function DungeonWeb.RoomView.render/2 is undefined (module DungeonWeb.RoomView is not available)

Now DungeonWeb.RoomView.render/2 is not there. In the backtrace it even suggests there’s nofile. There totally is…

defmodule DungeonWeb.RoomView do
  use DungeonWeb, :view

Not entirely sure what could cause this or cause the room_view.ex not to be loaded :S

UPDATE: 29/11/2021

It would appear that saving and changing just whitespace on my rooms/index.html.heex fixed everything. Huh? So there’s some kind of template cache that can get messed up?

Best way to learn, buy an out of date book

There is nothing worse than working through a programming textbook and everything working first time. Sometimes the best way to learn is to see backtraces, and broken stuff all over the place. I’ve been working full time as a programmer for over 10 years and while I’m experienced, if there is a possibility for something to break I seem to find it without fail.

I also systematically go through eBay and pick up older Pragmatic Programmers books because I just love the presentation, they’ve nailed it and every read is just a comfortable. However, my £4 Programming Phoenix book means that I’m about 5 years out of date and so everything doesn’t work first time. But that’s ok, I’m learning and finding out stuff by breaking stuff.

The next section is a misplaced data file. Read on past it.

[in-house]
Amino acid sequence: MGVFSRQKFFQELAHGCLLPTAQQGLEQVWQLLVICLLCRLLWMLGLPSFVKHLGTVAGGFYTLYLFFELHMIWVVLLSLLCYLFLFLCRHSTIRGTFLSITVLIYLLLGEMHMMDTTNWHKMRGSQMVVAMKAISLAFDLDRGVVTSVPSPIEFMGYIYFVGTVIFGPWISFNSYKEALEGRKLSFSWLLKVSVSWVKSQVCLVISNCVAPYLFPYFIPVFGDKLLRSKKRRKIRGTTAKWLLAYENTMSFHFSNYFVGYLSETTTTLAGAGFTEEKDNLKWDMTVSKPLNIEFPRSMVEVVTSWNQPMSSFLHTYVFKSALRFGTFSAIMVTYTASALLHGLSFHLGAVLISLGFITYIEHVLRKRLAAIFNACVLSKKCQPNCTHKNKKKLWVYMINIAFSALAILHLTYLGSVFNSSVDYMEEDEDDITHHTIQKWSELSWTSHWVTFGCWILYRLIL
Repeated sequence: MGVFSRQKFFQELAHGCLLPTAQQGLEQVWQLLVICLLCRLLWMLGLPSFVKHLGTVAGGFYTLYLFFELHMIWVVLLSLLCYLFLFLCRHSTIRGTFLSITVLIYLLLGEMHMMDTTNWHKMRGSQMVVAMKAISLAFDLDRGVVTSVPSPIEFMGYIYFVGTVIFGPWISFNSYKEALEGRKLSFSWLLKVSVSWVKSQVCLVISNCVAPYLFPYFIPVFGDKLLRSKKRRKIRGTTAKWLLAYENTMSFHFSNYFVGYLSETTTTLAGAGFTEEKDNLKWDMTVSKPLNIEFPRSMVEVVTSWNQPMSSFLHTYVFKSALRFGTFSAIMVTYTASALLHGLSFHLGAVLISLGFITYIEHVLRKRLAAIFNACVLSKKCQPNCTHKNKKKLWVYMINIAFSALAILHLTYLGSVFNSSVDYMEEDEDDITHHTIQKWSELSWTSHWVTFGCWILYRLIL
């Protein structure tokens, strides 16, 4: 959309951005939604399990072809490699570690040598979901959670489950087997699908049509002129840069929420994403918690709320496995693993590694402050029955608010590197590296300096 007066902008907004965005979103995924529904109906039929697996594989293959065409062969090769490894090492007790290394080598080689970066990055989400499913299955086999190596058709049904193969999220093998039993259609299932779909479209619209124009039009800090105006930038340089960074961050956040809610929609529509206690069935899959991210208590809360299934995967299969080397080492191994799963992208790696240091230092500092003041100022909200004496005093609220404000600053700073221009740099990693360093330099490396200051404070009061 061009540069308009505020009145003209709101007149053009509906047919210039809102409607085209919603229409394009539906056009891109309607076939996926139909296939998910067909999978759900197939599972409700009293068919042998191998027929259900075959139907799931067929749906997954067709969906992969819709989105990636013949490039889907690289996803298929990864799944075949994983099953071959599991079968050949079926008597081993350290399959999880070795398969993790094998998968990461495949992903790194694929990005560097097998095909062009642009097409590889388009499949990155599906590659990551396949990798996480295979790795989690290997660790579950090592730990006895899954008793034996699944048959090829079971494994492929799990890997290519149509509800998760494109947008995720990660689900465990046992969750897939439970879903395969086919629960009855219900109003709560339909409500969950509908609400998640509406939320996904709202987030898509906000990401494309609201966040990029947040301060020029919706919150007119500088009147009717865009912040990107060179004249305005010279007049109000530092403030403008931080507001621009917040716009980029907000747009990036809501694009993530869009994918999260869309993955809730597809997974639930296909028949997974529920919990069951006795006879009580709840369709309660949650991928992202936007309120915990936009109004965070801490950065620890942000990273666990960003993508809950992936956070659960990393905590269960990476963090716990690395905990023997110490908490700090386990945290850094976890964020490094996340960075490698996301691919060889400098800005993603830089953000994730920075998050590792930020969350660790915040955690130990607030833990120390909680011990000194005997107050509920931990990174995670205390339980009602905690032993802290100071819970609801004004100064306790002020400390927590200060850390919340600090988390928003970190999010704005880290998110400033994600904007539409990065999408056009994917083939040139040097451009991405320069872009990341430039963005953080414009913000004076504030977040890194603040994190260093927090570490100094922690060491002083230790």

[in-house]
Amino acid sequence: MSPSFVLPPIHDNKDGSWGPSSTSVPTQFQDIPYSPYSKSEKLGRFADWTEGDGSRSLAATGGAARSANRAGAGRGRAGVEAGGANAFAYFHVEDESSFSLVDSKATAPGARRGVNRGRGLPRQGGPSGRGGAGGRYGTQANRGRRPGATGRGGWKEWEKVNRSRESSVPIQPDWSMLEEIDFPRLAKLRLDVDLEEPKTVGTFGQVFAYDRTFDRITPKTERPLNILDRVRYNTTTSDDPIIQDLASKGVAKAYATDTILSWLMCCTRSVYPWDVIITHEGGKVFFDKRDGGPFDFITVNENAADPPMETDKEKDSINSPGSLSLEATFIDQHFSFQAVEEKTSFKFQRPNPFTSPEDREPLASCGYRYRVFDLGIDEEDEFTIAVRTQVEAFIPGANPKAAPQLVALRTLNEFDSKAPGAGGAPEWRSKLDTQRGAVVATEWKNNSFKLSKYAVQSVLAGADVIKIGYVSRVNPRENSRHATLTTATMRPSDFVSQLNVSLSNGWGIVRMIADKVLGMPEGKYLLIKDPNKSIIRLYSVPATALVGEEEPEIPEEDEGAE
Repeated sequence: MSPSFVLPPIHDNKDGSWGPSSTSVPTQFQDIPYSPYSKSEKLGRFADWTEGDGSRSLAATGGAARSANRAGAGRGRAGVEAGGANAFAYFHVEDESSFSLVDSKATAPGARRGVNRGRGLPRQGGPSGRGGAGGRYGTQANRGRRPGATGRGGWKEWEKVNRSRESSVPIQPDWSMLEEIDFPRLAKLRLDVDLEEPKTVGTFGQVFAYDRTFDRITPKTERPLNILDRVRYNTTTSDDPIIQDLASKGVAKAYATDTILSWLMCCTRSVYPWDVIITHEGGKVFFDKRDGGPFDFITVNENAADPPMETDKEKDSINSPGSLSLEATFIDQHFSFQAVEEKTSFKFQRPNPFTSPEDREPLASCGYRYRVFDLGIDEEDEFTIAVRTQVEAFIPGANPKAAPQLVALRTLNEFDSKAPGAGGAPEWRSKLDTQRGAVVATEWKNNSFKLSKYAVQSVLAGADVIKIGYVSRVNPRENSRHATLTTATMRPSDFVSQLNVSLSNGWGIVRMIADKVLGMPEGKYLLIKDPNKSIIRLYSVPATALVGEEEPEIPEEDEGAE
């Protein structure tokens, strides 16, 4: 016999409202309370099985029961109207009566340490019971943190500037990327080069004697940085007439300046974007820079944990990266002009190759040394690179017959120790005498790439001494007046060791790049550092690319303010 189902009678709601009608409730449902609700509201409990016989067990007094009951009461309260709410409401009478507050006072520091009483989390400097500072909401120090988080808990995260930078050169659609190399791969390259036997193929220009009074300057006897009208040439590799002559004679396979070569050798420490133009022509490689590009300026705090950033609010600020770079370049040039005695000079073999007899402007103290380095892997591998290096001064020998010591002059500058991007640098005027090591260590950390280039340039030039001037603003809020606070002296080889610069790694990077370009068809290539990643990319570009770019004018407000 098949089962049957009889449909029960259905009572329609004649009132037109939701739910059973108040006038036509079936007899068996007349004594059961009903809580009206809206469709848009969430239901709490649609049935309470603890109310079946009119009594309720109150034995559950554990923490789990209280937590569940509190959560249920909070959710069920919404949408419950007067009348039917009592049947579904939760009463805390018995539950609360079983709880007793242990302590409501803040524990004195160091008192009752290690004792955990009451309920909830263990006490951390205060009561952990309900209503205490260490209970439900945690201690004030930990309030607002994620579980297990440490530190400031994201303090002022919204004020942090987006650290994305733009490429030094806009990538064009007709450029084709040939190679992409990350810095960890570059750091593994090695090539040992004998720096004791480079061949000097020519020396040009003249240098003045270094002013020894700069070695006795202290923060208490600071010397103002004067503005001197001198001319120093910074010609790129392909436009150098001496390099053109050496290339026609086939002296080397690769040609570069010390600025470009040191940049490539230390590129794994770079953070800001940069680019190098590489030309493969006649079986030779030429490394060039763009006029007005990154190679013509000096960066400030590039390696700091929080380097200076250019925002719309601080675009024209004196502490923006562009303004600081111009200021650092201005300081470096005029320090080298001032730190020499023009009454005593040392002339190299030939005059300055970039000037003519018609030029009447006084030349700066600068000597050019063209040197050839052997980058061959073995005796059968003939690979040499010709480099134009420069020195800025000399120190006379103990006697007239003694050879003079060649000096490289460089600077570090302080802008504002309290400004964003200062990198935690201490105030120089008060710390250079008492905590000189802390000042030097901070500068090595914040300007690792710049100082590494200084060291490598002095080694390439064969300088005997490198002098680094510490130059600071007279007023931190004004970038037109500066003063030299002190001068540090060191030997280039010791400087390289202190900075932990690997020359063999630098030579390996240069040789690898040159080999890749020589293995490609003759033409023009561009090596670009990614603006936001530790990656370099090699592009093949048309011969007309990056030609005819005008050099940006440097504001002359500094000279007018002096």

Today it’s working out Ecto changeset. Firstly the cast function was missing, so I needed to add import Ecto.Changeset

defmodule Dungeon.Room do
  use Ecto.Schema
  import Ecto.Changeset

  @primary_key {:id, :binary_id, autogenerate: true}
  schema "rooms" do
    field :name, :string
    field :x, :integer
    field :y, :integer

  def changeset(model, params \\ :empty) do
    |> cast(params, ~w[name x y], [])
    |> validate_length(:name, min: 1, max: 30)

And now….

Ecto.CastError at GET /rooms/new
expected params to be a :map, got: `:empty`

It appears that cast takes a :map and we’ve defaulted to :empty and cast is now kicking off :S

I can’t replace it with…

def changeset(model, params \\ %{}) do   model
  |> cast(params, ~w[name x y], [])
  |> validate_length(:name, min: 1, max: 30)